Continental Chief Executive Calls Consumer Tarmac Rule Stupid <


Bookmark and Share


Continental Chief Executive Calls Consumer Tarmac Rule Stupid

By Mike Mitchell

March 12, 2010 - Continental Airlines Chief Executive Jeff Smisek called DOTís new consumer protection Tarmac Rule "stupid.Ē Consumer advocate groups called on tougher regulations, as a result of Continentals involvement with passengers forced to sit out on the tarmac overnight. 

On August 8, 2009, a Continental Airlines Flight 2816 sat on the tarmac at Rochester International Airport overnight with 47 passengers. The flight was operated by ExpressJet Airlines. Passengers were not allowed to return back to the gate, instead the small airplane just sat. Complete with crying babies and the aroma of over used toilets. 

DOTís Aviation Enforcement Office sets precedent back on November 24, 2009, by issuing the first ever enforcement orders against an airline for stranding passengers for an unreasonable amount of time.

The Aviation Enforcement Office (AEO) fined Continental Airlines and ExpressJet Airlines $100,000 for their roles in keeping passengers on board Continental Express flight 2816 overnight. Continental Airlines was required to provide a full refund to each passenger and also offer passengers additional compensation to materially acknowledge their discomfort. DOT also fined Mesaba Airlines $75,000. Mesaba provided ground handling for the flight. 

One passenger stated "This was a sardine can, with a single row of seats on one side of the plane and two rows of seats on the other. And they've got about 50 people inside, including babies, for the whole night. It was a nightmare.'' 

DOT reported that in 2007 and 2008 there was an average of 1,500 flights a year, with 114,000 passengers, held on the tarmac for more than three hours. As result of a national outcry from passengers demanding something be done, to prevent the events that occurred on Centennial Flight 2816 from ever taking place again, DOT came up with a new Tarmac Rule that will go into effect in April 29, 2010. 

The new Tarmac Rule prohibits U.S. airlines operating domestic flights from permitting an aircraft to remain on the tarmac for more than three hours without deplaning passengers, with exceptions allowed only for safety or security or if air traffic control advises the pilot in command that returning to the terminal would disrupt airport operations. U.S. carriers operating international flights departing from or arriving in the United States must specify, in advance, their own time limits for deplaning passengers, with the same exceptions applicable.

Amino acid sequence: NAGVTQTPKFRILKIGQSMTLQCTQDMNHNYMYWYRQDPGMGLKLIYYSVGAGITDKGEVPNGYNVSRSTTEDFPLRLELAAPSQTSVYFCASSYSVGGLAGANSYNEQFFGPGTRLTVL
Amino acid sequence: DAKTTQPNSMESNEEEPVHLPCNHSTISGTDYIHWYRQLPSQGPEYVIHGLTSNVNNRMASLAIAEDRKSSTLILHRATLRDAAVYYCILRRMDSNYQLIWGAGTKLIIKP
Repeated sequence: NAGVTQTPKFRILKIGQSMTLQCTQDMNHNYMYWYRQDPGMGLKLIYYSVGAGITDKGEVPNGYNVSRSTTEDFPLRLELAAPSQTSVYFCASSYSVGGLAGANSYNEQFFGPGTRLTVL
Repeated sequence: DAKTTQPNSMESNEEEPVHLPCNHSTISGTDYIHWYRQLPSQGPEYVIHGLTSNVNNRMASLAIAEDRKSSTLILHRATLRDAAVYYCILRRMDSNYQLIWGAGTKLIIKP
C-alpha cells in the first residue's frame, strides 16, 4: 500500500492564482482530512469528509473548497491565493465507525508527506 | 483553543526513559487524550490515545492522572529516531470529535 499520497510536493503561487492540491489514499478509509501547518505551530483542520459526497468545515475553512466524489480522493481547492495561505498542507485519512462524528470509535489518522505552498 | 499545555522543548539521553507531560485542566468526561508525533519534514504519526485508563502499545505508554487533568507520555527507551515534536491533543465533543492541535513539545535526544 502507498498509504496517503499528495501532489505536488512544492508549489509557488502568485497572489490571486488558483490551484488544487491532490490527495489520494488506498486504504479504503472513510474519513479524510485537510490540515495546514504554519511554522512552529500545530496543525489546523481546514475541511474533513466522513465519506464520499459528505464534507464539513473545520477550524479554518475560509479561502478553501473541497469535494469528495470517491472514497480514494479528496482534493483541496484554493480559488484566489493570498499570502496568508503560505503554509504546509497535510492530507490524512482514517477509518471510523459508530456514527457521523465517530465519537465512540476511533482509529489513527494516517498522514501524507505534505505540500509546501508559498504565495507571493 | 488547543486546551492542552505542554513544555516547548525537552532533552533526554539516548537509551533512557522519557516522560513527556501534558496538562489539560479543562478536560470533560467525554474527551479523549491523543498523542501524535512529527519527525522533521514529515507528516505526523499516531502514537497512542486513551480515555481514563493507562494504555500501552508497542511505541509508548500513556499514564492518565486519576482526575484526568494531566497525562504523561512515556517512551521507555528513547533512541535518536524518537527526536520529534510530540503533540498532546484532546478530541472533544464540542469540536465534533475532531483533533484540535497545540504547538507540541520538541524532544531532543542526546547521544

Carriers are required to provide adequate food and potable drinking water for passengers within two hours of the aircraft being delayed on the tarmac and to maintain operable lavatories and, if necessary, provide medical attention. Under the new rule airlines will have to pay $27,500 for each passenger stuck for more than three hours on the tarmac. Consumer advocate groups who have worked hard to push for more passenger protections welcomed this new bill. 

A number of airlines have indicated that they will cannel flights if they think there will be any delays, such as bad weather conditions. Time will tell whether airlines are just are just posturing or hoping for DOT to loosen up on this consumer legislation. It is highly unlikely that airlines will give up revenue. More likely passengers will spend their time waiting inside the terminal for the weather to clear up. JetBlue and Delta Airlines have asked for an exemption under the news rules. They say their concerns are the construction and closure of the main runway at New York's JFK could bring millions in fines.

 ©AvStop Online Magazine                                                                 Contact Us                                                  Return To News                                          Bookmark and Share


AvStop Aviation News and Resource Online Magazine

Grab this Headline Animator